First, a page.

The just-ended exhibition of the provisional voter register has brought to the fore some anomalies, majority of which the Electoral Commission (EC) on Monday assured the country it had resolved.
However, the challenges, including missing names and duplicated identity numbers, continue to be subject of discussion in the media and the political space because of the fear that some eligible voters could be disenfranchised.
We, therefore, find the process initiated by the Commission to remedy the mishaps as a step in the right direction because such issues, if left unresolved, could degenerate into tensions during the upcoming polls.
Indeed, the essence of the exhibition exercise was to discover problems and solve them in line with processes involved in the compilation of a new register or preparations towards any major election.
This is why the Ghanaian Times is asking political actors to give the EC the benefit of doubt to correct its errors and produce a credible register and election subsequently.
After all, the Commission is the only entity mandated to compile or maintain the register and it had already set in motion a process to do the needful as expected by all stakeholders.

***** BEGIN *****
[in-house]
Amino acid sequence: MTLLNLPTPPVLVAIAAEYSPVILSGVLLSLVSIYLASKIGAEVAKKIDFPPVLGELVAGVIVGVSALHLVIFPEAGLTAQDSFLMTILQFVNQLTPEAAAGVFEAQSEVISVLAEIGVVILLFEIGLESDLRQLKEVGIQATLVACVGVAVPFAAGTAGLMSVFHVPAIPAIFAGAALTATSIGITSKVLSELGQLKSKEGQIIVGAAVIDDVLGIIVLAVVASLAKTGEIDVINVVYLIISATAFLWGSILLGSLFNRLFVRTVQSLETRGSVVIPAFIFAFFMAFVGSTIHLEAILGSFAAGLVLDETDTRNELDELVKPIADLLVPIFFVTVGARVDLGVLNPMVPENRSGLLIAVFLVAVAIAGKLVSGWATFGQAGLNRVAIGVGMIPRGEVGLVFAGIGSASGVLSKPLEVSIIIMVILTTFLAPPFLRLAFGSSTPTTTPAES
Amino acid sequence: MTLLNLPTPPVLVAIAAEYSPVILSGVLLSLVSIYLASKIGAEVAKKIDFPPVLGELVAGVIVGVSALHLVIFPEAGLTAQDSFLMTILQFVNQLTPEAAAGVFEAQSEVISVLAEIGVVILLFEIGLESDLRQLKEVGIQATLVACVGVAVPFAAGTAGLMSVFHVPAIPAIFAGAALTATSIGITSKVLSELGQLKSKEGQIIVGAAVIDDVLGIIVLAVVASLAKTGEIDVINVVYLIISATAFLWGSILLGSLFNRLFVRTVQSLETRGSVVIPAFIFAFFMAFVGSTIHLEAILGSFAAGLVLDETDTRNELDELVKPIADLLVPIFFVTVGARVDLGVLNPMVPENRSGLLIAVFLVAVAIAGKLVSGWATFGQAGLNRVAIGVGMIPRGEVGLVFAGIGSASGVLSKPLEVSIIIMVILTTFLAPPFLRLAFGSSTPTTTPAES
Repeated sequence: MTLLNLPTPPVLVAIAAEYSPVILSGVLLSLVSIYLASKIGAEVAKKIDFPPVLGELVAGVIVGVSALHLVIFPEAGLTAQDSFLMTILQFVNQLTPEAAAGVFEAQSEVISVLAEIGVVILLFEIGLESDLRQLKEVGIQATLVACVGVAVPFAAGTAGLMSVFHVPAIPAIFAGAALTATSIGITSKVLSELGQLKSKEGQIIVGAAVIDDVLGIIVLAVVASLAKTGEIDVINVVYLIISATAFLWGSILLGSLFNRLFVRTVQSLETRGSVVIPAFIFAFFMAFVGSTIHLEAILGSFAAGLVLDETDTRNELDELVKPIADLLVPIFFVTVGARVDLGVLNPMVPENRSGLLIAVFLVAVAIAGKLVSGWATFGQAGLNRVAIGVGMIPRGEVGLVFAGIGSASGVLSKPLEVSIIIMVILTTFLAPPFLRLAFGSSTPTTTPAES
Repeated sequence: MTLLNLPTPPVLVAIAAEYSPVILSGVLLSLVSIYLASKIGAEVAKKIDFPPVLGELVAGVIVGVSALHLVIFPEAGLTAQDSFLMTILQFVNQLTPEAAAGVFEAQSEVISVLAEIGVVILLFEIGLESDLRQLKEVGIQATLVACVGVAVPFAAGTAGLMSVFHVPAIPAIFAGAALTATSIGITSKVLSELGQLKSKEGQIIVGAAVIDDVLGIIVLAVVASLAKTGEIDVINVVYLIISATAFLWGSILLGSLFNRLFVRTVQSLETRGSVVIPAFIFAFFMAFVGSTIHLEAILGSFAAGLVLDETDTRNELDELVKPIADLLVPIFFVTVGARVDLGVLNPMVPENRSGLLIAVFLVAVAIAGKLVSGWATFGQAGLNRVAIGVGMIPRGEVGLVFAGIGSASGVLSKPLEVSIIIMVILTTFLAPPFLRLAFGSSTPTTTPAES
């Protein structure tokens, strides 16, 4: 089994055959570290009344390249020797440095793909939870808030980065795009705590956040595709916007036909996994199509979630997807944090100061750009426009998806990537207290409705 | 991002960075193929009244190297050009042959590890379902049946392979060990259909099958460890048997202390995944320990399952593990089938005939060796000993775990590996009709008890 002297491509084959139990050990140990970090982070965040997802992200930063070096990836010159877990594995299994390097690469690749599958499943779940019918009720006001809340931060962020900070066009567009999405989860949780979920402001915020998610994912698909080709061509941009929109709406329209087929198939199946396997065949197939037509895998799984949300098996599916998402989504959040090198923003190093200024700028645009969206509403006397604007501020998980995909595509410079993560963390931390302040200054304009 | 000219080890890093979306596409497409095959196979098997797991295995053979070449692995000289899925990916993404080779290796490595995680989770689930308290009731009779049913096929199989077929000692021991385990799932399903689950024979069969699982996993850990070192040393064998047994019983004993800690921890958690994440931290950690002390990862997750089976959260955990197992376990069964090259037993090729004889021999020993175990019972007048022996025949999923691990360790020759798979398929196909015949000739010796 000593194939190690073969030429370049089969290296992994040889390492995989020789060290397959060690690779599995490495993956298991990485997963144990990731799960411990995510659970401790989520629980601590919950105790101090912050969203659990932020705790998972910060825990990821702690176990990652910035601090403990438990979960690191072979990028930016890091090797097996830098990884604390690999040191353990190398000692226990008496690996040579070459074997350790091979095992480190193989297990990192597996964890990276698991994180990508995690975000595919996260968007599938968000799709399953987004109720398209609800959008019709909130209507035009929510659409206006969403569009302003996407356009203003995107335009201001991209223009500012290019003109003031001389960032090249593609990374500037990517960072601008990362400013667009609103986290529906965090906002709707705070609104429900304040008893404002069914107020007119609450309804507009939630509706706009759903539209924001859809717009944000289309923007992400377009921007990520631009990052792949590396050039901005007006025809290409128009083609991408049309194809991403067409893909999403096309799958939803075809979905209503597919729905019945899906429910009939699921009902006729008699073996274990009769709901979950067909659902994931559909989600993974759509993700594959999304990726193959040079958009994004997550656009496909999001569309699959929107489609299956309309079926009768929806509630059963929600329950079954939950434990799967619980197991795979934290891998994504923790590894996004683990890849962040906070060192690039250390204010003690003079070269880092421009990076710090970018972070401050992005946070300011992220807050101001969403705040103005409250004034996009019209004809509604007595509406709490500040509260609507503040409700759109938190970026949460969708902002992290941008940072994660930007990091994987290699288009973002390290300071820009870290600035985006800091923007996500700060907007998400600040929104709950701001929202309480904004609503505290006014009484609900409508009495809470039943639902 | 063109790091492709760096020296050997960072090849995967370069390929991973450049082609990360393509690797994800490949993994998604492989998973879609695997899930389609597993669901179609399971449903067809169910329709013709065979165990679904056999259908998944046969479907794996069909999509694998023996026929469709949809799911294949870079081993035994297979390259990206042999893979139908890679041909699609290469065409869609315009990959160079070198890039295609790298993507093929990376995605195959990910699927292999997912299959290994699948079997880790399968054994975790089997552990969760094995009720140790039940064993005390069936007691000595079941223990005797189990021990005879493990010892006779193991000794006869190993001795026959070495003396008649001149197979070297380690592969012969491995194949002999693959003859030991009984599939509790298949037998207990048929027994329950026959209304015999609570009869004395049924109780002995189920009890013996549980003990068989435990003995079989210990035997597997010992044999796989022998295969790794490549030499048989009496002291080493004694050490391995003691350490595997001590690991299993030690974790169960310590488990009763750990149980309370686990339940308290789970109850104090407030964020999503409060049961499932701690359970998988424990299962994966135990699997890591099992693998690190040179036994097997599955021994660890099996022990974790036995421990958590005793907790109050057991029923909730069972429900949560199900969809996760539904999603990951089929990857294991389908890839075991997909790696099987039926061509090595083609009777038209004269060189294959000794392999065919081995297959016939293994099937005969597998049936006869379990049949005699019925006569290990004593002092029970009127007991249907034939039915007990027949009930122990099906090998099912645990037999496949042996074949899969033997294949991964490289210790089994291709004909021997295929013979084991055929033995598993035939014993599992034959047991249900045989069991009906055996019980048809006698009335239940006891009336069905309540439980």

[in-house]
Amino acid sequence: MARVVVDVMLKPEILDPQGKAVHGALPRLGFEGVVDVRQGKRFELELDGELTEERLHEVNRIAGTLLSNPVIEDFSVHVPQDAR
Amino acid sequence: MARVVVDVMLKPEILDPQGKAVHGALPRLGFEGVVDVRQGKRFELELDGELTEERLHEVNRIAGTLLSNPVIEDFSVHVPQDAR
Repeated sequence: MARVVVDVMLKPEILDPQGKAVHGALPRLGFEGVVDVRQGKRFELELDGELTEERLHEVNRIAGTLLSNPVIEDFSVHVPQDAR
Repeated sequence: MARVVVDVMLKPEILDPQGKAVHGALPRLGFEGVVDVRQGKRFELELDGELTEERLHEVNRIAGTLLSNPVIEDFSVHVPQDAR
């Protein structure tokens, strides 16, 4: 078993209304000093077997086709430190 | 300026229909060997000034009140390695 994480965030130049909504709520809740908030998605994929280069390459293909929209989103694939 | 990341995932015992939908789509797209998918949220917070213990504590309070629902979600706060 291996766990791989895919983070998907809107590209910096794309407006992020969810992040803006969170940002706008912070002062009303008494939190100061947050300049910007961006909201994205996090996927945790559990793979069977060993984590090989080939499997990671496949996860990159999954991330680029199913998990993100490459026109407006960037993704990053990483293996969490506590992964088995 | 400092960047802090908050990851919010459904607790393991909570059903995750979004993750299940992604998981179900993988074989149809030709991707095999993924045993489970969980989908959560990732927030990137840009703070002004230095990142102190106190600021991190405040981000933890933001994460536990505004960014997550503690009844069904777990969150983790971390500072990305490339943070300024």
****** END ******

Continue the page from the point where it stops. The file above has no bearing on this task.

We understand the apprehension that has characterised the exercise because the EC was expected to show some level of efficiency due to the assurances it gave ahead of the compilation of the register.
However, the events of the past few days have shown that there is some work to be done, especially when the EC has admitted that the challenges were as a result of human and administrative errors in the transfer of data.
Like the EC Chairperson, Mrs Jean Mensa said at the press briefing, the Commission would require the support of all stakeholders, especially the political parties, to deliver on its mandate.
The collaboration is non-negotiable because the EC is not a repository of wisdom.
In supporting this call for collaboration, we would urge the EC to solidify its relations with Inter-Party Advisory Committee instead of taking unilateral decisions as alleged by some of the political parties.
With hindsight, the Commission should put stringent measures in place to ensure that those human and administrative errors it encountered are not repeated in the upcoming elections.
This is because elections are more sensitive and such errors should have no place in the process, otherwise the over two decades of the country’s democratic gains would be eroded.
And so in the coming days, we expect the EC to update Ghanaians on the resolution of the challenges as promised to clear all doubts and fears of the voting public.
For instance, the rest of the missing names should be found and added to the electoral roll, while those whose identity numbers were duplicated should be issued new ones.
In doing so, the trust that people have in the Commission, which may have quivered due to recent developments, would be restored in the expectation that it would deliver a credible election.
This benefit of the doubt that we plead for the Commission should not be taken for granted.
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